It’s rare for me to read a graphic novel that sticks with me long after the cover is closed. That rarity extends even more to the number of times I’ve read a graphic novel and felt my skin crawl by the brutal truth that is on display within the pages. Briggs Land is unlike anything that you will find on the comic shelves today. It tackles a subsection of American culture with a razor’s edge that cuts straight to the bone of the reader and leaves you in awe of the simplicity in which the tale crawls into your head and doesn’t leave. It hangs with you.
Briggs Land on the surface is a simple tale. Families of anti-government nut-jobs have carved out their own piece of land in the middle of America and now the whole thing is on the verge of collapsing as the family squabbles over money, leadership, and power. Sounds simple right? Wrong. There are layers upon layers inside this novel.
The Briggs family is mired down in white nationalism, Nazism, anti-government activities, gun running, murders; money laundering… the list goes on and on. Imagine separatist that have built themselves up to become the mob. There is nothing and no one that they can’t touch. The Brigg’s family influence extends into prisons, government branches, nearby businesses; it’s an underground network of the worst sorts.
At the heart of the story is the newly appointed leader of Briggs Land, Grace. Grace is the devoted wife to former Briggs leader Jim, and who lost her husband and marriage years ago when Jim attempted to assassinate the President. Jim is stuck behind bars of a federal prison, trying to conduct business through his wife. But Grace has had enough of being the middle man and decides that now is the time to cut her husband out of the loop and leave him to rot in jail.
The rest of the novel deals with the fallout of this decision as Grace tries to get her family to fall in line under her leadership, get the criminal underworld to accept her, and deal with her very pissed off soon-to-be ex-husband who has put a hit out on Grace. Oh! And let’s not forget the pair of government agents snooping around trying to build a case against the entire family.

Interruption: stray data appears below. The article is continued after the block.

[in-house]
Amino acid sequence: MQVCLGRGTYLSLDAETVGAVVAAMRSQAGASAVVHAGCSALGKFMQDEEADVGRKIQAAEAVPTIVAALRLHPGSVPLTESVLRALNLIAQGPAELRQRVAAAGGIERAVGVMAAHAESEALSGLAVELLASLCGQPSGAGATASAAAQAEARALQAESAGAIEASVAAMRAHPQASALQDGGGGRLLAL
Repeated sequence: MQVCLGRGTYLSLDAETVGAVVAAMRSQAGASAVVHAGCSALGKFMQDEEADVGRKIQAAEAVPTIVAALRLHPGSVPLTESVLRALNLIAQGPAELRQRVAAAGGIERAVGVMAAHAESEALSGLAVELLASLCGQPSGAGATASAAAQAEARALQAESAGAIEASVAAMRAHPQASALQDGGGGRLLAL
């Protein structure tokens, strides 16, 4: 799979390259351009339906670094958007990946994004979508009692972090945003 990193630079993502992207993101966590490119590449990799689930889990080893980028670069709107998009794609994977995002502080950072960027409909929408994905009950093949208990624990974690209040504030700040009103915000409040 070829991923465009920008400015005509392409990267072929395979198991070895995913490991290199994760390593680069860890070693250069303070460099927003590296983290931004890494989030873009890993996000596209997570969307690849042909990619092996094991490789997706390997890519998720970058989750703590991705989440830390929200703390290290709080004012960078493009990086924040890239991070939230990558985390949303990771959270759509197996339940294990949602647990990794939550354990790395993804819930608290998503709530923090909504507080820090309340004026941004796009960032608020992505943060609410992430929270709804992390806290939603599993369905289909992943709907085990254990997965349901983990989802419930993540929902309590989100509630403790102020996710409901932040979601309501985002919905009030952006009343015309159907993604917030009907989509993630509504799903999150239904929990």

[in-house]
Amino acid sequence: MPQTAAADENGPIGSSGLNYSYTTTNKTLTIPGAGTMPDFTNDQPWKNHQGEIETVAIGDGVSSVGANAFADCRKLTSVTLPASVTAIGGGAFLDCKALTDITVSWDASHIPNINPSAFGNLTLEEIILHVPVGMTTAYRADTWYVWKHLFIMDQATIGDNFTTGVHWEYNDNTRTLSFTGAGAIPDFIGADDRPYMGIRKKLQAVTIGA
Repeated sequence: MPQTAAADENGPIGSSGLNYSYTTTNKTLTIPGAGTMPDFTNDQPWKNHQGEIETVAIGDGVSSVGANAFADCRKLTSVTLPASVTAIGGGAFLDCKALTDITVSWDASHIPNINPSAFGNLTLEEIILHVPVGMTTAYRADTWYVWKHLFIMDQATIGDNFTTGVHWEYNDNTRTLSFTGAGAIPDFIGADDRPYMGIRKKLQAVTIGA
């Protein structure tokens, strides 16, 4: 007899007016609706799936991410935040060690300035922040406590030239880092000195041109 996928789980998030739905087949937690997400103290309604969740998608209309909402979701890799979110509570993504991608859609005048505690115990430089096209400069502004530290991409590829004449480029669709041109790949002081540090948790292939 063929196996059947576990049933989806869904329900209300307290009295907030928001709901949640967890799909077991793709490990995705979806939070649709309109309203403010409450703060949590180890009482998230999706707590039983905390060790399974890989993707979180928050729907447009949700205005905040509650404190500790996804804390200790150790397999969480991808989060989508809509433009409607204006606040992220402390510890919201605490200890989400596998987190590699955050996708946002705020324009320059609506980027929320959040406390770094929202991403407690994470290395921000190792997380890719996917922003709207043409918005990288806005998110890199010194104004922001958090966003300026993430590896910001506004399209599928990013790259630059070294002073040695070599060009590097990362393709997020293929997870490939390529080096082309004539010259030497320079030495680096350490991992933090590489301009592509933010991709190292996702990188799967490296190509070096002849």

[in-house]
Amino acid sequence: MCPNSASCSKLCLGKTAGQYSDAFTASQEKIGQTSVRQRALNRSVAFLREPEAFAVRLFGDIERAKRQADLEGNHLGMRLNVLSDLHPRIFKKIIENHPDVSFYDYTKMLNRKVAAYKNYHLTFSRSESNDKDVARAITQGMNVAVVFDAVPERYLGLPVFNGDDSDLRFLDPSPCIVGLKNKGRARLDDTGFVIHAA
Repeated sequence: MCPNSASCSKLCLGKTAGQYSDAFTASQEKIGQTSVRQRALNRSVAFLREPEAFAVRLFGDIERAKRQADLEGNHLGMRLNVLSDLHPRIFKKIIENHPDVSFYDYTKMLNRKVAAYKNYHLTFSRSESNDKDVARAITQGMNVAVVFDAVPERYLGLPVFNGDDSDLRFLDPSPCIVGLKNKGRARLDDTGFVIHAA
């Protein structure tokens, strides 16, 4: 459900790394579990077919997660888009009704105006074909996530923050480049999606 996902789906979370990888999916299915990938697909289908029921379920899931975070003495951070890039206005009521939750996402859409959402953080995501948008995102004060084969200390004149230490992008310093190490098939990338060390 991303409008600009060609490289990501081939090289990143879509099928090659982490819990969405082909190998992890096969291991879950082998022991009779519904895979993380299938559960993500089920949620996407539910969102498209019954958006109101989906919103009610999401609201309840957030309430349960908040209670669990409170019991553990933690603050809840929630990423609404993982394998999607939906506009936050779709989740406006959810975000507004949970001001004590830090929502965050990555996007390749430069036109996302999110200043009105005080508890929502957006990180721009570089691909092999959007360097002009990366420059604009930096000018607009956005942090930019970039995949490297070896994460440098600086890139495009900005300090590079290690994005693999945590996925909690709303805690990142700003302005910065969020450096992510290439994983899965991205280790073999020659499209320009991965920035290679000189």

Brian Wood has crafted a piece of American literature that is hopeless in nature and unforgettable. Briggs shines a spotlight on the dark underbelly of extremism that while it mimics humanity, can never be what makes us human. There are no heroes here, only villains and the shades of grey are so thick in the storyline that it chokes out any hope of a colorful world for these characters. They are destined to be lost souls from the first panel.
I could dive into the political and social impact that this story will have, or how it raises some very interesting topics during this current moment in America, but I should leave that too much brighter and well-educated minds.
I will say that this is not a tale to be picked up on a whim. You can’t just mosey your way into Briggs Land; you need to pick this title up with conviction and purpose, because as a reader you will be challenge by the concepts. You will feel tested when you put the book down. This graphic novel is not a piece of entertainment but a challenge to your soul. Those that walk away with disdain for the main characters will not sleep well the next few nights after reading this, and those that are unable or unwilling to recognize the truth in these pages are likely to come to some twisted agreement within themselves that the ends justify the means.
In short; this book will reveal more about you as a person than it will entertain.
The art team adds an added element to the feel of the book. The gritty and dirty nature of the characters pops off the page, yet there are beautiful moments where the environment has an almost peacefulness to it that breaks away from the chaos that is in the rest of the novel. Don’t get too comfortable though, because just when it seems like everything is going well that’s when Chater pulls the rug out from under you with an image of a burning cross, or a dead pet.
Chater also sets a pace that reflects a TV shows like Sons of Anarchy or The Sopranos. The panel and page layout is fast and effective. The characters are well-defined and so well-crafted that you lose yourself in the story; the true mark of a great artist. The success of this story belongs as much to Chater as it does to Wood.
There is no way to sum up this book. It is a graphic novel that will be a timeless reminder of how America deals with those that make a life for themselves on the fringes of society and how the worst of us can twist religion and patriotism into something truly wicked. A tough read, but one that deserves your time and attention.
Final Score: 4 ½ out of 5 stars
Briggs Land TPB
Volume 1: State of Grace
Story: Brian Wood
Art: Mack Chater
Colors: Lee Loughridge and Jeremy Colwell
Letters: Nate Piekos
Publisher: Dark Horse